Locals seek funding for energy programs
Cities with energy conservation programs may soon get additional funding from the federal government. The House is considering an energy bill that would include an Energy Efficiency Block Grant (EEBG) program, modeled on the Community Development Block Grant (CDBG) program.
The EEBG would fund local energy efficiency strategies, including “green” building projects, home weatherization and land use guidelines that promote energy efficiency, such as walkable communities. Cities with populations over 50,000 and counties with 200,000 residents or more would receive 70 percent of the EEBG money. The remaining 30 percent would go to states, which would then be required to pass on at least 70 percent of the money to local governments that do not meet the population requirements for direct grants.
In June, the Senate passed its version of an energy bill that includes the EEBG. If the House approves its version, the two bills will be reconciled and resubmitted to the House and Senate for approval, perhaps in the fall.
The Washington-based U.S. Conference of Mayors (USCM) has been lobbying for the program, and officials hope the EEBG will become law before the end of the year. Austin, Texas, Mayor Will Wynn, chair of the USCM Energy Committee, was part of Trenton, N.J., Mayor Douglas Palmer’s leadership team that helped devise the program and has testified before Congress to support it. Like the CDBG program, the EEBG is based on the concept that a government that is closest to the people can govern best, Wynn says. “So, in lieu of the big, hairy federal government trying to tell little communities what to do, why not give communities the financial opportunity to craft programs of their own?” he says.
Austin would apply for EEBG money to expand some of its energy conservation programs, including a municipal green building program that promotes the construction of energy-efficient buildings, weatherizing residents’ homes and a solar rebate program in which the city pays up to $4.50 per watt for solar panel installations on homes. “We have hundreds of folks who have taken us up on that,” Wynn says.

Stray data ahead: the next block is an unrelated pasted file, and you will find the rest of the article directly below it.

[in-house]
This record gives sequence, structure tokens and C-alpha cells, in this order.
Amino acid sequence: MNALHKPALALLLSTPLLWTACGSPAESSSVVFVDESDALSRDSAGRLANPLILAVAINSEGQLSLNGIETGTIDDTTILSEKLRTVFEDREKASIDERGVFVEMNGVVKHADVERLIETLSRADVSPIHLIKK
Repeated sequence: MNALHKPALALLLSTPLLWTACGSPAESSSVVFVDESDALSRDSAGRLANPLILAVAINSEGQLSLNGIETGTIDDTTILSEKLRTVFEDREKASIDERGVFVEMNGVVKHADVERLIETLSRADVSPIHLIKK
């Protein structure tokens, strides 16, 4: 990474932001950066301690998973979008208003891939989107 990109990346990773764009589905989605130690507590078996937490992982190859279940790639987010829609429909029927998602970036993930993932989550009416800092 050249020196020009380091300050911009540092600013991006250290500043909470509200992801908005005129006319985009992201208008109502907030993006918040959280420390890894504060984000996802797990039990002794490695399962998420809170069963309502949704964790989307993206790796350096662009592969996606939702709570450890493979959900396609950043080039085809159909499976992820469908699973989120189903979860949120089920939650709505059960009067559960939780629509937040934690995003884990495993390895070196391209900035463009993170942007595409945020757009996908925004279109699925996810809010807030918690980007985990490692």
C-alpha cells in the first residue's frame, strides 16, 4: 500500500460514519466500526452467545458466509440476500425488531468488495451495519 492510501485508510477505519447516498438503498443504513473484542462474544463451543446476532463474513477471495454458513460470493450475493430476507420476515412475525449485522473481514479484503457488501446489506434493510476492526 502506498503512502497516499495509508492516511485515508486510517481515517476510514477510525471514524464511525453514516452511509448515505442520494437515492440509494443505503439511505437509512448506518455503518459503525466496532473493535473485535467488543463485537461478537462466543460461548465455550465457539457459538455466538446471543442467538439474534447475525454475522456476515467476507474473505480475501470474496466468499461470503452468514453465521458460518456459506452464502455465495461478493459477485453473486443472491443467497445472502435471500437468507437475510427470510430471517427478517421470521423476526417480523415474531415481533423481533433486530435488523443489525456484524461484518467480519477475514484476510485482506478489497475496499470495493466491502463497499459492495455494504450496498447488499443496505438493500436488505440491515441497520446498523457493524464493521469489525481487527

Austin’s electric utility also pays for the installation of programmable thermostats in houses, which saves customers money and gives the utility the authority to turn off air conditioners for up to 10 minutes an hour during peak operation times. Because Austin owns its own electric utility, the city has been able to implement several conservation programs. “But many, many cities and local communities do not have that sort of policy opportunity,” Wynn says.
Those cities, including Fayetteville, Ark., with a population of 70,000, would especially benefit from the EEBG program. Fayetteville Mayor Dan Coody, says his city could receive up to $450,000 under the proposed EEBG formula. “One of the things we need to do is upgrade our old buildings and get more efficient heating and cooling equipment,” Coody says.
The city also plans to implement an education campaign on energy conservation for residents and replace conventional fleet vehicles with alternative-fueled vehicles (all of the city’s diesel-powered vehicles and equipment currently use biodiesel). “That $450,000 could be used up many times over,” Coody says.
USCM officials say they are confident that Congress eventually will approve the EEBG program, though there is some opposition to other parts of the energy bill. Coody says it is important for everyone to do what they can to fight climate change. “So far the federal government is a no show, so it really is up to the cities to do not just what we can, but try to get the federal government to do what they can,” he says.